Daniela Rosner, Alex Taylor, Mikael Wiberg
Visit a work site today and it's hard not to find emerging technology. Networked cameras that monitor the activities of domestic care workers. Apps that trace the movement of ride-sharing workers and mobile shoppers. Smart soap dispensers that tally how often hospital employees wash their hands. From warehouses to office parks, the fruits of our field pervade an increasingly measured and managed workforce.
To think about labor technology is to gaze into this fraught landscape. It is to grapple with data-driven mechanisms that shape individual bodies and collective lives. When managers at technology factories like Foxconn's iPhone assembly lines can track and trace workers, they can also isolate individuals. The isolation prevents workers from forging strong social bonds and union-like protections that come from workers organizing. Such forms of surveillance can turn intimate and treacherous under the gaze of social control.
From warehouses to office parks, the fruits of our field pervade an increasingly measured and managed workforce.
Whether drawn into flexibility or uncertainty, workers face immense hurdles that the authors of this issue take up across a variety of sites. With contributions from Rida Qadri, Noopur Raval, Kamela Heyward-Rotimi, Nithya Sambasivan, and Grant Otsuki, among many others, we learn about invisible laborers from Jakarta to Bengaluru, the precariousness of global platform workers, and the vital connections between knowledge and labor. Seyram Avle and Sarah Fox use their curation of standpoints to launch a new forum on tech labor for the magazine.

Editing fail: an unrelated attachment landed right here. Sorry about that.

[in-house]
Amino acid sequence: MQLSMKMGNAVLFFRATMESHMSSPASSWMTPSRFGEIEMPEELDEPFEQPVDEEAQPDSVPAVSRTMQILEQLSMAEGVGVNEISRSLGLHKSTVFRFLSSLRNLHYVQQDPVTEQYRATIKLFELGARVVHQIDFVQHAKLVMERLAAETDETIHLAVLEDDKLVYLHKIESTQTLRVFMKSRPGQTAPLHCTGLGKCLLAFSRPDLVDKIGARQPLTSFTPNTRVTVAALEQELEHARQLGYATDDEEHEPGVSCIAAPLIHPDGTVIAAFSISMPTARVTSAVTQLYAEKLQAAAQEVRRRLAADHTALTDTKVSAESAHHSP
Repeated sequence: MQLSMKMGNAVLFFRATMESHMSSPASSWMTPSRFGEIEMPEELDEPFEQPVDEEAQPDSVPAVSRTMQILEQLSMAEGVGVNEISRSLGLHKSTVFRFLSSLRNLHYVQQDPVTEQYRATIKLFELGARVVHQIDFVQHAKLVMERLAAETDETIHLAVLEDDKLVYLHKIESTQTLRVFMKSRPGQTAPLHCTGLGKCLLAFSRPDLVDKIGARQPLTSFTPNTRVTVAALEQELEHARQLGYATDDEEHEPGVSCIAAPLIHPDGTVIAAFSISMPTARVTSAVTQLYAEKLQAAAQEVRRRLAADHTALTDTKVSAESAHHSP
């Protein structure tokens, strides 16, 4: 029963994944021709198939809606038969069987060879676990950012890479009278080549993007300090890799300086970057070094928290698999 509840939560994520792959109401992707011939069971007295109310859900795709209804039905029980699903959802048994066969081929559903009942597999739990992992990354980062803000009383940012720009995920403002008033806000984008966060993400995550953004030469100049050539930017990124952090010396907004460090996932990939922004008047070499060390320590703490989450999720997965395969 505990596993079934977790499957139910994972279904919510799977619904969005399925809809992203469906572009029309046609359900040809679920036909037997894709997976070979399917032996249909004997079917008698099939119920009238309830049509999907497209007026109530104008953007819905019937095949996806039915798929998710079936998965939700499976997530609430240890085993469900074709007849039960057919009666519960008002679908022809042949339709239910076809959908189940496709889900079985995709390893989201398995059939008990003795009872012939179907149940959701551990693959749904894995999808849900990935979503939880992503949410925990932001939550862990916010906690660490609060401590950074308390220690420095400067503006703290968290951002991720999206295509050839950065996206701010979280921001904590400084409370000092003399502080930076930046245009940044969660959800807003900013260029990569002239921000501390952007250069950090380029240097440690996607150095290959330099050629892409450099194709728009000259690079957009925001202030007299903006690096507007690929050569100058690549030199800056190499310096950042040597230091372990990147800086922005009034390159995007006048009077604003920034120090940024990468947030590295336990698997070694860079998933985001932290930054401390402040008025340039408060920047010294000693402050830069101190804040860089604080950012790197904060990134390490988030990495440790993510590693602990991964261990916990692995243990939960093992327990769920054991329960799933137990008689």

Together these contributions show us how tech labor is at once physical, social, economic, and political. It is pervasive and specific. It exacts and extracts the needs of a late capitalist world order. Risk assessment tools. Data-driven ranking. Automated scheduling assistants. Conversational agents. Mobile robots. To grapple with these varied and far-reaching changes, we need to look beyond things to the policies and infrastructures that condition them. Tech labor calls on us, as technology designers, practitioners, and researchers, to pay attention to policymaking, in all its forms.
Daniela K. Rosner, Alex S. Taylor, Mikael Wiberg firstname.lastname@example.org
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